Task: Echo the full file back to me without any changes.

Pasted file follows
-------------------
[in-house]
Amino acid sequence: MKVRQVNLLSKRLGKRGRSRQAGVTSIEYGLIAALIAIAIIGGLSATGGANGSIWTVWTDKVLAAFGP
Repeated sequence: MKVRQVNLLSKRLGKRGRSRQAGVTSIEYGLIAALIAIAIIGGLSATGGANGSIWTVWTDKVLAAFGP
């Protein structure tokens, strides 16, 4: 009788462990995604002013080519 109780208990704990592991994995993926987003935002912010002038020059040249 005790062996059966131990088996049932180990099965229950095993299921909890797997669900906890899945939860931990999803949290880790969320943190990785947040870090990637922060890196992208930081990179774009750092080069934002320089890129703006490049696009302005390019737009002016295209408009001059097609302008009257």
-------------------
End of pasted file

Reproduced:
[in-house]
Amino acid sequence: MKVRQVNLLSKRLGKRGRSRQAGVTSIEYGLIAALIAIAIIGGLSATGGANGSIWTVWTDKVLAAFGP
Repeated sequence: MKVRQVNLLSKRLGKRGRSRQAGVTSIEYGLIAALIAIAIIGGLSATGGANGSIWTVWTDKVLAAFGP
């Protein structure tokens, strides 16, 4: 009788462990995604002013080519 109780208990704990592991994995993926987003935002912010002038020059040249 005790062996059966131990088996049932180990099965229950095993299921909890797997669900906890899945939860931990999803949290880790969320943190990785947040870090990637922060890196992208930081990179774009750092080069934002320089890129703006490049696009302005390019737009002016295209408009001059097609302008009257």